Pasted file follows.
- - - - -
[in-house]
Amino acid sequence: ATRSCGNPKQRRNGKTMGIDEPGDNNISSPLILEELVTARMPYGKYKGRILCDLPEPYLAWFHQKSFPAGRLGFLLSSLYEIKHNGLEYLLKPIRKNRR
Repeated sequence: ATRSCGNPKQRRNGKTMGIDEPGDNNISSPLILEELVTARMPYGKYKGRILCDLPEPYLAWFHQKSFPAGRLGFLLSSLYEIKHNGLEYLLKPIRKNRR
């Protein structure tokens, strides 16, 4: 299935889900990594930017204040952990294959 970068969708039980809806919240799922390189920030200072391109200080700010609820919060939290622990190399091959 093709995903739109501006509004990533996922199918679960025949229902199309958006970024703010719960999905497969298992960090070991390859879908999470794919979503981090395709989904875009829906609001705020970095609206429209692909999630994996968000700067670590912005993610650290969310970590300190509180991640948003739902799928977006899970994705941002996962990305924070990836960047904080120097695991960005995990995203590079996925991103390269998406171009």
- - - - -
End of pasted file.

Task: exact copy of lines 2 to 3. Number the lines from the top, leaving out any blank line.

Amino acid sequence: ATRSCGNPKQRRNGKTMGIDEPGDNNISSPLILEELVTARMPYGKYKGRILCDLPEPYLAWFHQKSFPAGRLGFLLSSLYEIKHNGLEYLLKPIRKNRR
Repeated sequence: ATRSCGNPKQRRNGKTMGIDEPGDNNISSPLILEELVTARMPYGKYKGRILCDLPEPYLAWFHQKSFPAGRLGFLLSSLYEIKHNGLEYLLKPIRKNRR